# Duality Theorem - Optimal solution of both Primal and Dual

The Duality Theorem, in short, states that the optimal value of the Primal (P) and Dual (D) Linear Programs are the same if the solution, of either, is a basic feasible solution.

My question is that it also follows that (from Linear and Nonlinear Programming - Luenberger, Ye), from a corollary to the Weak Duality Lemma

$$\mathbf{c}^{T}\mathbf{x}_{*} = \mathbf{y}_{*}^{T}\mathbf{b},$$

where $\mathbf{x}_{*}$ and $\mathbf{y}_{*}^{T}$ are the optimal feasible solutions, and so we can always find the optimal solutions to the (P) and (D) given that we just find one? Am I interpreting this correctly?

For example, suppose I have the following (P) problem:

$$\text{max}~~~3x_1 - x_2 - x_3 + x_4$$ $$\text{subject to}~~~x_1 + 2x_2 - 4x_3 +x_4 = 3$$ $$~~~~~~~~~~~~~~~~~~~2x_1 - 2x_2 + 3x_3 + 3x_4 = 9$$ $$~~~~~~~~~~~~~~~~~~~x_1 - x_2 + 2x_3 - x_4 = 6$$ $$x_i \ge 0, \forall i$$

Solving (by two-phase simplex) gives an optimal value of -5 and an optimal solution of $\mathbf{x} = \begin{pmatrix} 2 \\ 2 \\ 3 \\ 0 \end{pmatrix}$

But then the optimal solution to the (D) is just the optimal solution to $$-5 = 3y_1 + 9y_2 + 6y_3,$$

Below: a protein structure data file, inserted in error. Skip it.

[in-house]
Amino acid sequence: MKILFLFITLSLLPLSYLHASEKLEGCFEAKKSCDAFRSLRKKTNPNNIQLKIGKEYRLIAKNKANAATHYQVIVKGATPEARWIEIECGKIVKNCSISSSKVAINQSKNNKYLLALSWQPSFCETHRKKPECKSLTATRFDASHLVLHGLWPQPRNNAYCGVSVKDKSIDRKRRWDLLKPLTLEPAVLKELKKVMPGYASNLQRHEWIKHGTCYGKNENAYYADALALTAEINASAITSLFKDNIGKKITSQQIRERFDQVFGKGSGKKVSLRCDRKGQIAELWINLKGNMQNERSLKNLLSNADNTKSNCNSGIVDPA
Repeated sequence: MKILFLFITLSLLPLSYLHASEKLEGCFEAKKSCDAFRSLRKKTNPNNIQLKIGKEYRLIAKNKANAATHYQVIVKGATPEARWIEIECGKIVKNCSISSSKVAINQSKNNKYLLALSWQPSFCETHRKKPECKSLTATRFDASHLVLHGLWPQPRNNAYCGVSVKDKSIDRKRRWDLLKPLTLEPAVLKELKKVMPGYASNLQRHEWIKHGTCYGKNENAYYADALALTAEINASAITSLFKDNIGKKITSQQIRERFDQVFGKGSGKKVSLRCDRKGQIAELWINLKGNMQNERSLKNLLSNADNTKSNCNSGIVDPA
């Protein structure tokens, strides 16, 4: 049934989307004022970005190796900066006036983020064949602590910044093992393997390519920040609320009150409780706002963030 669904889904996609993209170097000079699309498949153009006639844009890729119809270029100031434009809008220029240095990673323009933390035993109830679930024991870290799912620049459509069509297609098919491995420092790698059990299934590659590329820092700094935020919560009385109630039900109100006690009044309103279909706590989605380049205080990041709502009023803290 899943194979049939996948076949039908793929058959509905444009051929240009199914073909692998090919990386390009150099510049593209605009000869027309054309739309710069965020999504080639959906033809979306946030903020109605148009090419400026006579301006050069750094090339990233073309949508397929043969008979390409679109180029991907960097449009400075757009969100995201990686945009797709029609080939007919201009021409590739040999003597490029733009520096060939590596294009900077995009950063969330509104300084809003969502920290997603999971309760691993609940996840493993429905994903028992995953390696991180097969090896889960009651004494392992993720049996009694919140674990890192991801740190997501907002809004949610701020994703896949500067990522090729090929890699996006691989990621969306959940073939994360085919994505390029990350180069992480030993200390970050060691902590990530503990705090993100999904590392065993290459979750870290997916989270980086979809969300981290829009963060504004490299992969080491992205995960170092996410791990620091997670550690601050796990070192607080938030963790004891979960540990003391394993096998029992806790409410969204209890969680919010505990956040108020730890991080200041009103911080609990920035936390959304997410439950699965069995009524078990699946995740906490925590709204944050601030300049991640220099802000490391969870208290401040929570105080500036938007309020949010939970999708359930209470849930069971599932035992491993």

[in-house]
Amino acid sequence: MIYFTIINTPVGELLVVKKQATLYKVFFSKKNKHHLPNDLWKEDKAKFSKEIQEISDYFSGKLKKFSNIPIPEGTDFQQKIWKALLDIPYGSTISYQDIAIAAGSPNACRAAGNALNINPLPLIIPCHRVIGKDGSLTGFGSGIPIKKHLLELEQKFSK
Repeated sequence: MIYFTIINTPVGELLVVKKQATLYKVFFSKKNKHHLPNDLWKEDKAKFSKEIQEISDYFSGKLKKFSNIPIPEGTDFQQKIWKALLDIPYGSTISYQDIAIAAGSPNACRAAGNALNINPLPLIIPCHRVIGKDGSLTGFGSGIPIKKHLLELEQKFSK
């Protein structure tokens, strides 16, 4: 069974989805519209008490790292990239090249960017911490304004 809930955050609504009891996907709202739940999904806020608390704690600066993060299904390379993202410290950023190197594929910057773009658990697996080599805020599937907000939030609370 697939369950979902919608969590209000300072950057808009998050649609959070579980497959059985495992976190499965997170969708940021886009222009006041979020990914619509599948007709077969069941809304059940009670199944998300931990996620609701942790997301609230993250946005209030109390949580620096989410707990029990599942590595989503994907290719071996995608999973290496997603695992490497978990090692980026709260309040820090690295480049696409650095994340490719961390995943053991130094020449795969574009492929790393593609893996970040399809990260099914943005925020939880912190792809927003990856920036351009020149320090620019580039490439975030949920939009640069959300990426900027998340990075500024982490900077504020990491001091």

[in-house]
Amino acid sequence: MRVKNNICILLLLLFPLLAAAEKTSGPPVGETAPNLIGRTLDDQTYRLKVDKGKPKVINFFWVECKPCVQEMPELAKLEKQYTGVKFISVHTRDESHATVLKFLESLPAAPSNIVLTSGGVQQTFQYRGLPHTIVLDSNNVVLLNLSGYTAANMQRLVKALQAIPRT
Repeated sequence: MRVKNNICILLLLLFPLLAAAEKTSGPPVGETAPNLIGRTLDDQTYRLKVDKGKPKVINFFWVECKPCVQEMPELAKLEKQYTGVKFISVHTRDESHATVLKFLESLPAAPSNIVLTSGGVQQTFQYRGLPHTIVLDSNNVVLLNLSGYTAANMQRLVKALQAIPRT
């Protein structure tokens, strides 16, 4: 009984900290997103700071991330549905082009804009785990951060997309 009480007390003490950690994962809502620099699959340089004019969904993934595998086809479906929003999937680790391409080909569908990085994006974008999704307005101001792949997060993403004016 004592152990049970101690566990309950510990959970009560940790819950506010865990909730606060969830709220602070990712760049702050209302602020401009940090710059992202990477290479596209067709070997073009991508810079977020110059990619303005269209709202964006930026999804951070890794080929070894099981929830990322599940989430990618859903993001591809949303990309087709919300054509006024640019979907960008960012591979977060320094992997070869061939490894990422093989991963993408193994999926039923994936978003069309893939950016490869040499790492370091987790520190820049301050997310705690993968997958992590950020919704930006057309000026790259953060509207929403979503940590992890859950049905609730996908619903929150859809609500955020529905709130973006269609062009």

which we find by $\mathbf{y}_{*}^T = \mathbf{c}^TB^{-1}$. We have $\mathbf{c}^T = \begin{pmatrix} 3 \\ -3 \\ -1 \end{pmatrix}$ and $B^{-1} = \begin{pmatrix} \frac{1}{3} & 1 & -\frac{4}{3} \\ 0 & -1 & 2 \\ \frac{1}{3} & -1 & \frac{5}{3} \end{pmatrix}$, from the last iteration of the two-phase method. Then $\mathbf{y}_{*}^T = \mathbf{c}^TB^{-1} = \begin{pmatrix} \frac{2}{3} & 7 & -\frac{35}{3} \end{pmatrix}$, which yields $-5$ as the optimal value for the (D) too.

## 1 Answer

Yes, you can. That's precisely the statement of the Strong Duality Theorem, which asserts

1. the existence of $\mathbf{y}_{*}$ provided that of $\mathbf{x}_{*}$ (and vice versa)
2. the zero duality gap $\mathbf{y}_{*}^{T}\mathbf{b} - \mathbf{c}^{T}\mathbf{x}_{*}$ is zero provided the existence of $\mathbf{x}_{*}$ or $\mathbf{y}_{*}$

Both the primal and the dual LP in your numerical example yield the same objective value. This is a consequence of the Strong Duality Theorem once you showed the existence of $\mathbf{x}_{*}$ in $(P)$ (by two-phase simplex method).

In practice, once you have computed $\mathbf{x}_{*}$, you can use Complementary Slackness condition to find $\mathbf{y}_{*}$.